• Experiencing Nationlessness: Staging the Migrant Condition in Some Recent British Theatre

    Author(s):
    Tom Cornford (see profile)
    Date:
    2018
    Subject(s):
    Migration, Theater, Theater and society
    Item Type:
    Article
    Tag(s):
    Theatre Studies
    Permanent URL:
    http://dx.doi.org/10.17613/M6CC57
    Abstract:
    This essay takes as its starting-point the post-2016 Refugee Crisis, which it considers to have been caused not so much by unmanageable migration as by excessive border control. It then uses Julia Kristeva’s figures of the ‘abject’ and ‘deject’ and Tim Ingold’s related conceptions of ‘containment’ and ‘exposure’ to explore some ways in which borders shape conceptions of nationhood and of identity. It goes on to explore Vicky Featherstone’s production of Zinnie Harris’ How to Hold Your Breath (Royal Court, 2015) and the Isango Ensemble’s A Man of Good Hope (Young Vic, 2016) as examples of representations of migrants and migration from a position of settled, white privilege. It then takes up the challenge of the chorus in A Man of Good Hope to ‘tell the other stories’ of the nationless, which it does partly by tracing the trajectories of easily-overlooked characters in A Man of Good Hope and then in dialogue with Zodwa Nyoni’s play Nine Lives (Leeds Studio, 2014). It finds in Nyoni’s play ways in which bounded conceptions of identity can be productively troubled by the figure of the migrant and identity thereby reframed not as the experience of containment within borders, but as a consequence of movement across them.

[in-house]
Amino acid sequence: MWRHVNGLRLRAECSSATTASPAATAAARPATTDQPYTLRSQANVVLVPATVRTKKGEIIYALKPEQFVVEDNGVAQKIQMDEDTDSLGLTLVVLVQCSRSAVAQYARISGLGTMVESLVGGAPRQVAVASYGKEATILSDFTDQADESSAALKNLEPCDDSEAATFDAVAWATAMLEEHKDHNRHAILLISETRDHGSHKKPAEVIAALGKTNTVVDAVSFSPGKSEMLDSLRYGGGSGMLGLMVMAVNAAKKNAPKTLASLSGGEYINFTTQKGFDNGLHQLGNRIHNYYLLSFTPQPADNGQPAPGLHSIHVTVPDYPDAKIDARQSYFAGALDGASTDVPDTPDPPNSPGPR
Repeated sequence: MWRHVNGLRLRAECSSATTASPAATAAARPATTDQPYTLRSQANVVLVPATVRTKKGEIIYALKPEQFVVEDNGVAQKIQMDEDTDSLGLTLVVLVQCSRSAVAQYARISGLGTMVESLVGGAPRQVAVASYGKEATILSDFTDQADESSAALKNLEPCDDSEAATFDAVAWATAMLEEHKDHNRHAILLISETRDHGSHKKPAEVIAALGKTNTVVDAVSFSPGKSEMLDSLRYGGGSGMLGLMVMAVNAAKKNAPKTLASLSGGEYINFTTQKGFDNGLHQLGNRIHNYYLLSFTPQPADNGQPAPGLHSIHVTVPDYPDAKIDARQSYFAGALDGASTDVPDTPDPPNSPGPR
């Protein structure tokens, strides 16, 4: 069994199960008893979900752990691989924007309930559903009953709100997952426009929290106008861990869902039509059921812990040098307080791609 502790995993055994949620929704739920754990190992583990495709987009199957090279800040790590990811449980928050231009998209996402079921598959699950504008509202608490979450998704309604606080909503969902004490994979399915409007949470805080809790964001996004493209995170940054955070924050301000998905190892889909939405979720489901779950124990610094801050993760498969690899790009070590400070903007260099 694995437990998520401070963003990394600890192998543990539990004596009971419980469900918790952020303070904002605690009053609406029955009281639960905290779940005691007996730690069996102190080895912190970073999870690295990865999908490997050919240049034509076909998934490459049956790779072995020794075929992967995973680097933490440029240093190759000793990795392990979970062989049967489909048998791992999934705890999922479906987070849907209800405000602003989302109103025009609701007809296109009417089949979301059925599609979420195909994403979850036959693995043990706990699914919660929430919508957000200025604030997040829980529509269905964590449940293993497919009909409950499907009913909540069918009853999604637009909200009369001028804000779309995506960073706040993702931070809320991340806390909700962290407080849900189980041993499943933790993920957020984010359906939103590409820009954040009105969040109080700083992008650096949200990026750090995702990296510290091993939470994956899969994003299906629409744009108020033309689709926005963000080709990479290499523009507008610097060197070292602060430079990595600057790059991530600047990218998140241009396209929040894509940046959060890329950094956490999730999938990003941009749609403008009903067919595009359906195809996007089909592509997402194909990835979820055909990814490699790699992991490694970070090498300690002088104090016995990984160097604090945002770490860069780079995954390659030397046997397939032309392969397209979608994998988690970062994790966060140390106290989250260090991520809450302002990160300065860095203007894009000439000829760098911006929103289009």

Metadata:
    Published as:
    Journal article    
    Status:
    Published
    Last Updated:
    1 year ago
    License:
    All Rights Reserved
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